Thursday, July 10, 2014

Fantasy from the real world- Thoughts on "The Game of Thrones"

I recently read through George R. R. Martins series, "The Game of Thrones". The first and the third book are really good reads. Feel free to skip through the fourth and fifth until you find it interesting--the story develops slowly in them.

Martins books depict war and its struggles with realism that is unsavory. There are multiple rapes, and other abuses of power. The book series; title "The Game of Thrones" points out that power is something that is sought for its own sake, without real meaning. In the books, the most contemptible people are those who are weak or irrational. Tywin Lannister, for all his grim butchery of people and his own son's heart, is still to be admired for his strength and logic. Indeed, his death is caused because he overlooked things.

Cersei is despised in the end not because of her incest or her regicide, but because of her paranoia and ineptitude with people management.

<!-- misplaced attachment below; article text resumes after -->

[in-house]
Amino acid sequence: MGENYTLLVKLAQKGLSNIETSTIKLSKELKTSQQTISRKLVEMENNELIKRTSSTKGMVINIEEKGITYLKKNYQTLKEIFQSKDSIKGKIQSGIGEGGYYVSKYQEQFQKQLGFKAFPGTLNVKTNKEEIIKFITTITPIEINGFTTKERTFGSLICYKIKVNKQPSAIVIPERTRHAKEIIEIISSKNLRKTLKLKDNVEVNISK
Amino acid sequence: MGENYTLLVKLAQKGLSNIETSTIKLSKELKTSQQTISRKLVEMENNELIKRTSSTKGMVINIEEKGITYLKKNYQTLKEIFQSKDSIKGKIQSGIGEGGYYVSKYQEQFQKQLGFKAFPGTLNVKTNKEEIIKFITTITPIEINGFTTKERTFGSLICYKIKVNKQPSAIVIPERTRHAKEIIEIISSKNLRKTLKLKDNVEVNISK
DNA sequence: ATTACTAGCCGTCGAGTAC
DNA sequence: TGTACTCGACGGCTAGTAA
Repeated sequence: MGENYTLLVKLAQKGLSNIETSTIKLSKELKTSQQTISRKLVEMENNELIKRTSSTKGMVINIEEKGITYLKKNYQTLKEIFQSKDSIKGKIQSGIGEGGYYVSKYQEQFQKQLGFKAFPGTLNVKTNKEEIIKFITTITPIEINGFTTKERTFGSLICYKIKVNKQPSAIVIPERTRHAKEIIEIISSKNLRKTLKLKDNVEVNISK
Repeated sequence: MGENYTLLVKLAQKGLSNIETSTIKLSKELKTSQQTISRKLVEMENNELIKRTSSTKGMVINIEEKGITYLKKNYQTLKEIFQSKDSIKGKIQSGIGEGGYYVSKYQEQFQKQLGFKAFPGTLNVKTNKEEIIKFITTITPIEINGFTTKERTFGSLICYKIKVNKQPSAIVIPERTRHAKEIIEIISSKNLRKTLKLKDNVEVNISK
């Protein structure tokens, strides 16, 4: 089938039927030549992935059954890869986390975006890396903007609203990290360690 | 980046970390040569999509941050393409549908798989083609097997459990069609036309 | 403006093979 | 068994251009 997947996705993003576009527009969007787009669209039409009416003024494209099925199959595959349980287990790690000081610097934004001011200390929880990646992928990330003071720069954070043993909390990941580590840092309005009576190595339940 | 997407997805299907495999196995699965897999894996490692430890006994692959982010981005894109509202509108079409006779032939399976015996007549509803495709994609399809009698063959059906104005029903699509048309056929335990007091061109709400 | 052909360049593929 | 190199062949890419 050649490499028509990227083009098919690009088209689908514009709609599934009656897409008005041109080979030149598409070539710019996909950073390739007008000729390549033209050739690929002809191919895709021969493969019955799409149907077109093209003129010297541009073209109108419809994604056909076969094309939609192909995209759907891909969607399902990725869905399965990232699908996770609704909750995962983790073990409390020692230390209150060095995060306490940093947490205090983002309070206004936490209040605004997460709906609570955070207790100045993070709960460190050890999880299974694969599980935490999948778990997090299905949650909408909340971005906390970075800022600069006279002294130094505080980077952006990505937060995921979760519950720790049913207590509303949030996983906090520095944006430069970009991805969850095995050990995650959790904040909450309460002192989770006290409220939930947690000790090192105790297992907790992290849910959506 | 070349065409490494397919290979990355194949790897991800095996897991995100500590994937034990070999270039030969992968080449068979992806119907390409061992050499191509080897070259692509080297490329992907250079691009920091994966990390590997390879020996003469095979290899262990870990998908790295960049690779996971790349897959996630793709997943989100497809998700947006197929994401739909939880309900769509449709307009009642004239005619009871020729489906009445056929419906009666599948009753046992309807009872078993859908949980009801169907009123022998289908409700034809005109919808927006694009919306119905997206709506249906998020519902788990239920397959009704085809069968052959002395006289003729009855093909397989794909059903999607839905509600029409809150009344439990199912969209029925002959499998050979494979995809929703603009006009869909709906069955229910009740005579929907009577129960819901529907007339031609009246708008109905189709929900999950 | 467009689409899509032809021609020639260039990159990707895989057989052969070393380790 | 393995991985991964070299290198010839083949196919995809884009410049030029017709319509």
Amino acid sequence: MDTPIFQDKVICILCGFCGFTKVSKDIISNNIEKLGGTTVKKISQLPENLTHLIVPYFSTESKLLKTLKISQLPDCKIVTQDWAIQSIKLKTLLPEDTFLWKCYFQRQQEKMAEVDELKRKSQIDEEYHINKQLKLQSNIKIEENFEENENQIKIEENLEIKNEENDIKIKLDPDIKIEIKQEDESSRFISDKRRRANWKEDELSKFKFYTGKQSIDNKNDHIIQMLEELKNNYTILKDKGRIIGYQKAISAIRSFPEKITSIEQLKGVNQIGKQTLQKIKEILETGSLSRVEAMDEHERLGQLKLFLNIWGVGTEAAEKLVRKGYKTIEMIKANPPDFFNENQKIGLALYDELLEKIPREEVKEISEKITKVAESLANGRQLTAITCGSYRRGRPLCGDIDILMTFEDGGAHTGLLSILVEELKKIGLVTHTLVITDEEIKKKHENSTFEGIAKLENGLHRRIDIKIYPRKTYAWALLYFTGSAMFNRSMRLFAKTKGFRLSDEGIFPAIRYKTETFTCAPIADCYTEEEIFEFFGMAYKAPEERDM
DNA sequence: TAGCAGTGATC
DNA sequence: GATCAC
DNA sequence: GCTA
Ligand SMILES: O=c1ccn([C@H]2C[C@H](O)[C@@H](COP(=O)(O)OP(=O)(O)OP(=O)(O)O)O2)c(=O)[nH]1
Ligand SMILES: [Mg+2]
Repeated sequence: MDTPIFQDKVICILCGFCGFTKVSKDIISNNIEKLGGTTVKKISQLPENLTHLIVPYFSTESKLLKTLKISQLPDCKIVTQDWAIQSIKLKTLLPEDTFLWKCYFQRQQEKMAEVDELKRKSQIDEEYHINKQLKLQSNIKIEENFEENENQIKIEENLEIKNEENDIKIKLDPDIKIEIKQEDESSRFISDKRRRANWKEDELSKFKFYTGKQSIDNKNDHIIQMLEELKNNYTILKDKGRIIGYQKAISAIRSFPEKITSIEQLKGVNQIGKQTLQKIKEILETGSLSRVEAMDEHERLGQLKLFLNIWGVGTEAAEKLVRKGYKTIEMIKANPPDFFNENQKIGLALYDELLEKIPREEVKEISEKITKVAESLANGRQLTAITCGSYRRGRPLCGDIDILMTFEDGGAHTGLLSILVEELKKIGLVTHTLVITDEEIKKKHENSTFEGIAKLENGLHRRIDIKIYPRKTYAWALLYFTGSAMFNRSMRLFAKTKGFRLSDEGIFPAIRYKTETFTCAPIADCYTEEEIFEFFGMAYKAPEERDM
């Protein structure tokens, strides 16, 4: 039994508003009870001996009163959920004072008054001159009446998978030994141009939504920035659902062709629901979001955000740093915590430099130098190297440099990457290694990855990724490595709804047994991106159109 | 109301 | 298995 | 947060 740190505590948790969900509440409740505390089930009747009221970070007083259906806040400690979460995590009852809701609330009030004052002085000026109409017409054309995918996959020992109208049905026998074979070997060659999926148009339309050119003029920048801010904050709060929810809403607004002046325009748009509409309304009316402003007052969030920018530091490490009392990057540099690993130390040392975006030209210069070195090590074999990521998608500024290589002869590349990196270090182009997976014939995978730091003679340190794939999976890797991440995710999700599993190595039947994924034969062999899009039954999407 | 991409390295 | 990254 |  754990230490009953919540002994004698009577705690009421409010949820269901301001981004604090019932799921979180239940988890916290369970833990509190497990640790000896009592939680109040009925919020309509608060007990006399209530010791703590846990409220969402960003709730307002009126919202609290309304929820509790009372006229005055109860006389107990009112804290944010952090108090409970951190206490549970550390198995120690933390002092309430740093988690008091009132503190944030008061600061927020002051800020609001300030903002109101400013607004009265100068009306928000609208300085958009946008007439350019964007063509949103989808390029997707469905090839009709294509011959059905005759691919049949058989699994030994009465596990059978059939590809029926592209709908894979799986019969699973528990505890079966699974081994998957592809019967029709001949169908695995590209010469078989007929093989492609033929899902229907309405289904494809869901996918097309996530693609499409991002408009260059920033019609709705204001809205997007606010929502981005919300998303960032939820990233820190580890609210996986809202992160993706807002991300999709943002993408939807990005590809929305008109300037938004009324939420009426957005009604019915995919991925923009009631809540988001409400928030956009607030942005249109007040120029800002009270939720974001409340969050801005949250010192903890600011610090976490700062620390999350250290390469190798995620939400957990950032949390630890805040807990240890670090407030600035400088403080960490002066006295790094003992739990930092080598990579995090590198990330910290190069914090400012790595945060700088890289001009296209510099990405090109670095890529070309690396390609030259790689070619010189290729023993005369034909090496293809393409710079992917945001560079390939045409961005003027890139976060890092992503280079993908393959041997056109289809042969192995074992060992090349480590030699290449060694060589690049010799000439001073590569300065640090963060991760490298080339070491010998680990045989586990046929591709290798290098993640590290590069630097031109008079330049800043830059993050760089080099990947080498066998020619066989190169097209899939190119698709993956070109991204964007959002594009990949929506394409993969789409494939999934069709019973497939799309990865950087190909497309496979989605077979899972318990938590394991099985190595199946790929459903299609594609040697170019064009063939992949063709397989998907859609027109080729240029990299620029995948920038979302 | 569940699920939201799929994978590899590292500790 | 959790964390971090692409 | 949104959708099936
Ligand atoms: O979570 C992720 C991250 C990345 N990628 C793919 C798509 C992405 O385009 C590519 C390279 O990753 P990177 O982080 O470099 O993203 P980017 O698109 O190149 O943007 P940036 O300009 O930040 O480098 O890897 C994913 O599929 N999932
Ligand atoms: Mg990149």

The most despised characters are those that are emotional and physically weak, like Lisa Arryn and her son.

Ultimately, we are given a world where dragons and magic are possible, but also where the strong take advantage of the weak, and there is little hope for justice. In fact, the definition of justice is the big fish eat the little ones.

This raises the question about fantasy. Is fantasy just an opportunity to add some cool things to the way of our world, swords, dragons, and the law of might? Or is fantasy a chance to re-envision our world not just in its creatures and physical possibility, but also in its social values? Most theorists agree that Karl Marx's belief that history inevitably would end in communism is just fantasy. Yet it had much more value, as it sought to re-envision our world as a better place, than Martin's hopeless fantasy.

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